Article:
It’s Naht A Toomah

Kindergarten Cop 1990

Working with people is hard.
You’ve met people, right?
I mean…I’m people.
I’m with me all day every day, and frankly I don’t know how I stand it.

Today my task was to work with twenty people from 8:00 a.m. until 3:30 p.m.
Twenty is a reasonable number.
Twenty five-year-olds who spend eight hours a day together every day?

“Will you sub kindergarten on Friday, November 1st?”
*I’ve subbed kindergarten a few times, and though it’s not my favorite, yeah–I’m open that day.** Book it.

Flipping pages in the planner: OH $%*t. That’s the day after Halloween.
*Maybe I’ll cancel…….no. That’s simply not who you are.*

So I spent eight hours with twenty five-year-olds with remnants of clown makeup under their eyes and the overdose of sugar still coursing through their veins.
(There were TEN teachers absent from that school today. Mine has been planned for ages, so they aren’t all sick days. Those teachers are no fools.)

Over the course of the day…
*R* cried once when his finger got pinched in a drawer.
*T* cried twice: once from an accidental collision and once from playground injustice.
*E* cried three times–all upon returning from recess. Playground injustice runs rampant.
*J* cried once from an accidental collision.
*A* cried for being yelled at by *K* for accidentally colliding with *J*.
And I am 98% sure I’m forgetting someone…

I don’t remember so many tears in kindergarten….though it’s been a lifetime.

The other thing about kindergartners–and many levels of elementary school, but ESPECIALLY kindergartners–is they will be CERTAIN to tell you EXACTLY how something is SUPPOSED to be done and how you are doing it is WRONG. And then another kindergartener will turn to THAT kindergartner and EXPLAIN that “it is okay because she’s a different teacher and it might be different.”
**Thanks, second kid.**

There’s a whole bunny trail here on the importance of routine, but I’ll save it for another day.

This is about working with people.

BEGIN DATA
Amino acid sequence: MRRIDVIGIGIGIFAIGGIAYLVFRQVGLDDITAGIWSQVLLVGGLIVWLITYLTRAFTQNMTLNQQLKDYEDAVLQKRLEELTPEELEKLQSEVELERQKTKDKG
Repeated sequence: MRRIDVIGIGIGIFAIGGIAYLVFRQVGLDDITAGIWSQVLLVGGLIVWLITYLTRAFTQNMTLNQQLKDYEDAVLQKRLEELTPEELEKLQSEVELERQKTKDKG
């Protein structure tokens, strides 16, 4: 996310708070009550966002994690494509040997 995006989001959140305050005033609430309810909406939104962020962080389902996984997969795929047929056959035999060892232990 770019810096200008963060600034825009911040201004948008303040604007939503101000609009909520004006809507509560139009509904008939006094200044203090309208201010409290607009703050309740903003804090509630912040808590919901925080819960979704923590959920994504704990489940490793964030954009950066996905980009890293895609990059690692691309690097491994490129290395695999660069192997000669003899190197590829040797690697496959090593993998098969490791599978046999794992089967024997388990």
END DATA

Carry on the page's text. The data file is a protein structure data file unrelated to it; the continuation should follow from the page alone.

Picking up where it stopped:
People are jerks.
People are selfish.
People are clumsy and back their chair into your head when you’re bending down for something and they are standing up, and it’s all wrong-place-wrong-time, but it happened and now your head hurts and you’re crying, and everyone else is looking at you, and another person already has the ONLY ice pack, so add insult to injury, and dammit, people are the worst.

And people apologize.
And people offer hugs of comfort.
And people offer to share the ice pack even though it’s not cold anymore, so it’s really a symbolic gesture, but it’s a gesture nonetheless, so you hold the warm icepack on your forehead and calm down.

The hugs and apologies gave me some hope today, but then they were all metaphorically biting one another’s heads off twenty minutes later.

So where does this leave us?
Without those other people, there’d have been no injury.
Without those other people, there’d have been no comfort.

So I guess we’re all in this mess together.

So strive to be the comforters.
Offer the hugs and the help.
Oh…and a reminder to breathe almost always does the trick.
In through the nose.
Out on a sigh.

PS–if you are able to bless a kindergarten teacher in your community in some way today, there are men and women across the country who CHOSE this work for their EVERY day. And I have no doubt that it’s not just as challenging for them. Be the hug and the help they need to make it possible to come back again the next day.

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